An earthquake with a magnitude of 6.6 struck off the coast of Taiwan early Wednesday, the US Geological Survey said.
There were no immediate reports of fatalities or injuries, or major damage.
The USGS said the quake, which it downgraded from an earlier estimate of magnitude 6.9, had a depth of 10 kilometres (six miles) and hit 70 kilometres south of Hualien City.
An AFP reporter felt her building shaking a few minutes after 1:40 am (1740 GMT) in Taipei's Zhongshan district. Government-issued alerts sent people's cell phones blaring.
Taiwan's Central Weather Bureau said an initial quake of 5.4-magnitude at occurred at 1:06 am.
It was followed by the big one of magnitude 6.6 at 1:41 am, and two minutes later came a 6.1-magnitude aftershock, the bureau reported.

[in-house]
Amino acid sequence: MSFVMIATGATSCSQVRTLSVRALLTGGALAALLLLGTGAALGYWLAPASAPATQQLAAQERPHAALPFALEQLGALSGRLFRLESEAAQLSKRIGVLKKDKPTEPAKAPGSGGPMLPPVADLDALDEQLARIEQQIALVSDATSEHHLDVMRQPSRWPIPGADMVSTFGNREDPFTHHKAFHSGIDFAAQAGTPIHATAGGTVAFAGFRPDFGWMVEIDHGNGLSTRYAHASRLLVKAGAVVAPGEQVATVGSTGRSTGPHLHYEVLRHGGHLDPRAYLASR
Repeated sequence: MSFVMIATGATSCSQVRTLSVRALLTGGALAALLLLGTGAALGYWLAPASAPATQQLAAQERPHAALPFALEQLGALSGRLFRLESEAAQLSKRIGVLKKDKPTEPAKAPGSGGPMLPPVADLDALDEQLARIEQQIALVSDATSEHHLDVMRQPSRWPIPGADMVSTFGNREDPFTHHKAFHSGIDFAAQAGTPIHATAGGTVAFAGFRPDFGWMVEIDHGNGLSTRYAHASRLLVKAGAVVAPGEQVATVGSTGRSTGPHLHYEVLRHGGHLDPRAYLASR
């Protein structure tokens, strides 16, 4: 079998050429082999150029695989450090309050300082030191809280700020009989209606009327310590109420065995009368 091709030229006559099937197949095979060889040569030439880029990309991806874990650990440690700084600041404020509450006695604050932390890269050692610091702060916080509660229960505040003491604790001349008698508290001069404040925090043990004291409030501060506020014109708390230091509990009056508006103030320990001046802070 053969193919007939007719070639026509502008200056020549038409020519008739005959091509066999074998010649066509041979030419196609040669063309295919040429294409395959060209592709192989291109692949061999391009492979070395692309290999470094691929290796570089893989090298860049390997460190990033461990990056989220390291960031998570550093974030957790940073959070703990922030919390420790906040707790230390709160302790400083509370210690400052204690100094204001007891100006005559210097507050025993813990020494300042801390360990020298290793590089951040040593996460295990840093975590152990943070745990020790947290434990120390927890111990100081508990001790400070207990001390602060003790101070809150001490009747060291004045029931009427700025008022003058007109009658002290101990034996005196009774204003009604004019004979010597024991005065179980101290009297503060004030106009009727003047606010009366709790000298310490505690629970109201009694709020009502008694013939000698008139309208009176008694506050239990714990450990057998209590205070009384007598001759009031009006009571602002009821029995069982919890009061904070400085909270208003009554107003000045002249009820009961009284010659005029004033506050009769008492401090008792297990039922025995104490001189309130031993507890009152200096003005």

Taiwan is regularly hit by earthquakes as the island lies near the junction of two tectonic plates.
Taiwan does not issue tsunami warnings unless a quake is more than magnitude 7.0.
Some earthquakes of 6.0 or more can prove deadly, although much depends on where the quake strikes and at what depth.
But the USGS gave a "green" ranking to the threat posed by the latest quake, predicting a low likelihood of either casualties or damage.
The last time Taiwan experienced a quake of a similar magnitude was in January, when a 6.2 quake hit its east coast. But there were no reports of widespread damage or injuries.
A 6.5-magnitude quake struck northeastern Yilan in October 2021 with minimal damage.
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There were no immediate reports of serious structural damage to buildings, but power was out in some areas of the city and people were fleeing to higher ground